Surprising Things That Actually Happen To The Male Body

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When it comes to the differences between males and females, leaving the toilet seat up is the least of it. Men may not really be from Mars, but in many ways, their bodies are different enough from women's bodies that they might as well belong to aliens. The male body is capable of some truly remarkable (and sometimes shocking) things.

While there may be a lot of biological differences between men and women, the male body is an extraordinary and mysterious thing and it is full of surprises. Men also share some shocking similarities with women that most people probably have no idea about. Even a lot of men are quite likely unaware of many of these incredibly surprising facts about the male body. Keep reading to learn things about the male body that were probably not covered in your high school anatomy class. Don't be nervous, though — there won't be a test.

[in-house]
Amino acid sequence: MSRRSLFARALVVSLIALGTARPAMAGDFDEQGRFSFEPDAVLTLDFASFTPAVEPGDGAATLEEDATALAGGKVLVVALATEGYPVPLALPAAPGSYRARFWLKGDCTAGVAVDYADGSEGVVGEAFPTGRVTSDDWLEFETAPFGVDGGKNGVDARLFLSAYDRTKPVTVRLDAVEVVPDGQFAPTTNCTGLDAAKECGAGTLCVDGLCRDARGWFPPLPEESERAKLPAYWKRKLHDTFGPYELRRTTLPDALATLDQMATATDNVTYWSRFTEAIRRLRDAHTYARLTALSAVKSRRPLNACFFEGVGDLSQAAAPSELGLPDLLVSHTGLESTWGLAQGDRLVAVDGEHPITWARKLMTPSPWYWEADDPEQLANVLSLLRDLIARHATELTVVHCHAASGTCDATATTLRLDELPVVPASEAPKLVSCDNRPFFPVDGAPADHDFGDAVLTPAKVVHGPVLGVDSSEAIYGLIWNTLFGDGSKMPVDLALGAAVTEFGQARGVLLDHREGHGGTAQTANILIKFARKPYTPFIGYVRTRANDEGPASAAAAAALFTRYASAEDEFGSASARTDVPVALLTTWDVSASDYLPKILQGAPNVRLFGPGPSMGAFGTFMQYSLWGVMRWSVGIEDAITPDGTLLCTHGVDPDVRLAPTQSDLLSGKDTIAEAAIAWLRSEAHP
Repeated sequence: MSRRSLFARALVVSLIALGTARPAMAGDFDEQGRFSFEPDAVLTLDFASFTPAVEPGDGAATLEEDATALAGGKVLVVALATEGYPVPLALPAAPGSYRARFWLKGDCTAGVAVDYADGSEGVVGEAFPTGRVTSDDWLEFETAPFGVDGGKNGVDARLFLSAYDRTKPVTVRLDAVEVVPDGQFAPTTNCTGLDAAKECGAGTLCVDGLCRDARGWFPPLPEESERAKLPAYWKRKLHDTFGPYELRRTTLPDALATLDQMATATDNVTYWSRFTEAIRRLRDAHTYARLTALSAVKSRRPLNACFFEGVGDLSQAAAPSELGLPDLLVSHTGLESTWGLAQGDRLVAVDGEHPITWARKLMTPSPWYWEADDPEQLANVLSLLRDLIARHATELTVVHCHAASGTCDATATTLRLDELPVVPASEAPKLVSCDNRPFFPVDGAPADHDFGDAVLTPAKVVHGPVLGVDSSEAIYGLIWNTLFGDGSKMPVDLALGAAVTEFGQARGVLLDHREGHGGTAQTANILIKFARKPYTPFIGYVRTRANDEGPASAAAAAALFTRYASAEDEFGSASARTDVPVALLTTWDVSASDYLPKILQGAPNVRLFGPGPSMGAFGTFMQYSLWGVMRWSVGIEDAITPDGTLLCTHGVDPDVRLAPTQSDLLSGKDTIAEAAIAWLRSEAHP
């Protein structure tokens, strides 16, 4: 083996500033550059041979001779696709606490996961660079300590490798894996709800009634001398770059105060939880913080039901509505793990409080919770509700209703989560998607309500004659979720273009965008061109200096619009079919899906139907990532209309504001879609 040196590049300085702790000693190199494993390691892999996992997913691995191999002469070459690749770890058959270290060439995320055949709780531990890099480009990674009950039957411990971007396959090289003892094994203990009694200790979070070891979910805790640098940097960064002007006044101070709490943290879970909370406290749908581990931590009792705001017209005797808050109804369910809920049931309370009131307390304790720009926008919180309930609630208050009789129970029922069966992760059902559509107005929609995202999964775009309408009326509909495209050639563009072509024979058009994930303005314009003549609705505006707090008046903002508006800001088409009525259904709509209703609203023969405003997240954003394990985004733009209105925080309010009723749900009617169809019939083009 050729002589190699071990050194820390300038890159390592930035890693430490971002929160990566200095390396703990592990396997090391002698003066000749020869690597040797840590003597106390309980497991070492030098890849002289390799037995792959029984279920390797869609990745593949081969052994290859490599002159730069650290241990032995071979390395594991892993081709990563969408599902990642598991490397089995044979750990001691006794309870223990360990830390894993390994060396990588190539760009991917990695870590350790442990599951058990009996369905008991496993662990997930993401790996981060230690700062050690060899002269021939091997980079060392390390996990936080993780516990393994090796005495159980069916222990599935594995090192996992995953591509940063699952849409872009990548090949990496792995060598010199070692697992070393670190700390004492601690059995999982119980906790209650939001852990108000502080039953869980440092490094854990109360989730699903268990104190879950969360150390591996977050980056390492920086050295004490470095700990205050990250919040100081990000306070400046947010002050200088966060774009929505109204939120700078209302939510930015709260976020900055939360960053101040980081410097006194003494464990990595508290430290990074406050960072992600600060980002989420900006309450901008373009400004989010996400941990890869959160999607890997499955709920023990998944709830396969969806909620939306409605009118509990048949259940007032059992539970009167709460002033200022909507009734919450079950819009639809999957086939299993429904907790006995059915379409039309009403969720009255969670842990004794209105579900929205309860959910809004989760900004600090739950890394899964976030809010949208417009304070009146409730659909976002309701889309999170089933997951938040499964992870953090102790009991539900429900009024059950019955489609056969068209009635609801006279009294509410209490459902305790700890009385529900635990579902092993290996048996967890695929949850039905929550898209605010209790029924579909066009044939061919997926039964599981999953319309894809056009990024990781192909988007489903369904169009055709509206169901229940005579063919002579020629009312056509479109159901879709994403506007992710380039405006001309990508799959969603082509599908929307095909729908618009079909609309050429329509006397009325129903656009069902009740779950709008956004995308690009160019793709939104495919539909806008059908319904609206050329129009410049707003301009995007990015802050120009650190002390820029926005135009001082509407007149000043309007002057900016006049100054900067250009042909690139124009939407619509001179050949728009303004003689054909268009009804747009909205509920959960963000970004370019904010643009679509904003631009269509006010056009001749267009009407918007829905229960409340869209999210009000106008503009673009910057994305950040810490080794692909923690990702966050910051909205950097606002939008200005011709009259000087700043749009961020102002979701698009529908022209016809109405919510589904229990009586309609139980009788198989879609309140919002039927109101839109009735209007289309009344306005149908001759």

Lactation is possible under extreme circumstances

If you think that lactation is solely a woman's domain, we don't blame you. After all, breastfeeding is most commonly associated with pregnancy and motherhood. It turns out, though, that men can also lactate — although it is far from a common occurrence. While it has been claimed that any man can induce lactation through nipple stimulation, breastfeeding expert and doctor Jack Newman told Scientific American that it's a bit more complicated than that.